Night of the Hunted
Horror flick a tad too on the nose and arguably overstays its welcome, but still thrills.
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French horror director Franck Khalfoun’s latest offering “Night of the Hunted” (now streaming on Shudder) recalls single-location thrillers along the lines of “Phone Booth,” “Buried” and his own “P2.” It’s a gripping exercise in terror that also serves as a treatise about post-Jan. 6, 2021 America. It’s often a tad too on the nose and arguably overstays its welcome, but it still thrills.
Alice (model-turned-actress Camille Rowe) is the Senior Vice President of Marketing for a pharmaceutical conglomerate. She’s out of town on business for a conference, but also has plans of seeing a fertility specialist as she and her husband Erik (Aleksander Popovic) are having troubles conceiving.
Alice never makes her appointment because she and her colleague John (Jeremy Scippio) stop at a desolate, desert gas station that just so happens to be in the sights of an anonymous sniper (Stasa Stanic) who’s perched atop a nearby billboard reading, “GODISNOWHERE.” This could be read as, “God is now here,” or “God is nowhere” … heavy.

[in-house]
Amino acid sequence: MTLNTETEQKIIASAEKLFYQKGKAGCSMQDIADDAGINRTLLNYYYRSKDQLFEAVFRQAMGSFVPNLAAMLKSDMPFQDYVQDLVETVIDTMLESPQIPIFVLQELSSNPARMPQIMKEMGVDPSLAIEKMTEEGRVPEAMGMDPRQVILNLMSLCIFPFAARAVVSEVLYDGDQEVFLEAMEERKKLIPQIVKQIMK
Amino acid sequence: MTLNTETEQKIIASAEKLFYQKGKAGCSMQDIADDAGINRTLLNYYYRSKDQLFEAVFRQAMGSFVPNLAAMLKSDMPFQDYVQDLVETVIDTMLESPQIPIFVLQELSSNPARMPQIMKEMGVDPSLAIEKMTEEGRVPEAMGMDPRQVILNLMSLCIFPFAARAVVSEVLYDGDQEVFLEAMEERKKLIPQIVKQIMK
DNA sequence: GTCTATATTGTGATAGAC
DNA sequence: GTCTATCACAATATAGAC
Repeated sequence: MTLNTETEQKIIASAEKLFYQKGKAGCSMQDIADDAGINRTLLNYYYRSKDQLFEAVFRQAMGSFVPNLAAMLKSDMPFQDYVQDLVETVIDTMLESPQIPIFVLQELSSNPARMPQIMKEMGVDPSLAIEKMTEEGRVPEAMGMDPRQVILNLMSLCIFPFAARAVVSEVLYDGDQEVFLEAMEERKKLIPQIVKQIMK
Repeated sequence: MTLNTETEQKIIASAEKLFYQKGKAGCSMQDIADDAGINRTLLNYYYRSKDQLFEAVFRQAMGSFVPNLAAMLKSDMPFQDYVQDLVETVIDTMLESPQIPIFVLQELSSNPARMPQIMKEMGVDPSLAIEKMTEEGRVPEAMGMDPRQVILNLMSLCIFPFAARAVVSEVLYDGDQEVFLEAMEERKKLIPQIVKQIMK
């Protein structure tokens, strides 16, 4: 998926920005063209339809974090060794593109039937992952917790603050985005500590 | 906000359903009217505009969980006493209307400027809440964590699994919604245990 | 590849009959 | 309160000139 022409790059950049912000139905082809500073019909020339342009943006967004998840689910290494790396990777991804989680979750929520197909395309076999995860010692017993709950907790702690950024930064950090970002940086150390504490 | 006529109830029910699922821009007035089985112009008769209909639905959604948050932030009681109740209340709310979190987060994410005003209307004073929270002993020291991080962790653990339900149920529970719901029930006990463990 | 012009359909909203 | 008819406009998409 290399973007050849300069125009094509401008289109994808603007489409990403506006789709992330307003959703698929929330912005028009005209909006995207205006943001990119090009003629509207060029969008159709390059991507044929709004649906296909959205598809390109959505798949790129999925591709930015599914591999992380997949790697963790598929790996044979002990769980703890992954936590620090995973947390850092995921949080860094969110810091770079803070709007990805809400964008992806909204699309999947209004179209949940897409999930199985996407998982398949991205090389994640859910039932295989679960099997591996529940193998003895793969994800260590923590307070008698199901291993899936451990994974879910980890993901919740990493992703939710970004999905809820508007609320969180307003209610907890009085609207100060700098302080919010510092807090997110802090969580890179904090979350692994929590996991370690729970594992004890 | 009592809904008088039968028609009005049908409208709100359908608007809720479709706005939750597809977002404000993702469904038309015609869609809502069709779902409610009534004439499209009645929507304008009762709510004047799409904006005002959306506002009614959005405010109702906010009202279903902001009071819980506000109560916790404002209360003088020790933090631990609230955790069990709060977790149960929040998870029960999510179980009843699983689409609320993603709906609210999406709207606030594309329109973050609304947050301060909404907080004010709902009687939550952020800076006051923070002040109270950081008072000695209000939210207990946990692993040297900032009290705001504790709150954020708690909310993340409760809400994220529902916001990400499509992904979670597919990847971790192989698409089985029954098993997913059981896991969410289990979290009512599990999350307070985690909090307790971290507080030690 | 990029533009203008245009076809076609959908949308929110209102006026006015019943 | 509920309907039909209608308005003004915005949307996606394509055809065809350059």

The gunman has already shot and killed the filling station’s lone clerk Amelia (Brenda Nunez) and has every intention of continuing his murderous spree. He’s come prepared in that he’s cut the store’s phone lines and silent alarm and somehow managed to sever the fuel line to Alice and John’s car. He’s left a two-way radio with which he and Alice can communicate. Much of what he says amounts to the ramblings of a right-wing conspiracy theorist. He takes Alice to task for working for big pharma (“It’s those damned vaccines!”) and makes assertions that she screwed her way up the corporate ladder. Ultimately, he’s just another angry white man with a gun.
“Night of the Hunted” is a remake of David R.L.’s 2015 Spanish chiller “Night of the Rat.” I haven’t seen that one, but was largely engaged with this one. Khalfoun expertly ratchets up the tension … especially considering he’s working largely in a single location. The script from Khalfoun and Glen Freyer does grow somewhat repetitive. (I saw someone on Letterboxd quip that the flick feels like an annoying Frenchman plugged right-wing talking points into ChatGPT and this was the result … not entirely fair nor entirely off-base.)
Rowe elevates the material at every turn in what’s largely a one-woman show. I felt for her Alice even if she wasn’t always the most sympathetic of characters. I mostly just wish she were working within a 75-minute construct as opposed to a 90 minute one. There are problematic elements with the way in which Khalfoun and Freyer treat their heroine – they often seem to be simultaneously condemning and uplifting her. It’s as if she’s only truly worthy of survival once she’s embraced her latent maternal instincts.
Despite its drawbacks “Night of the Hunted” mostly hits its target … it might just piss off the right, the left and the apolitical in the process. There’s no Robert Mitchum, but it’s fairly bitchin’.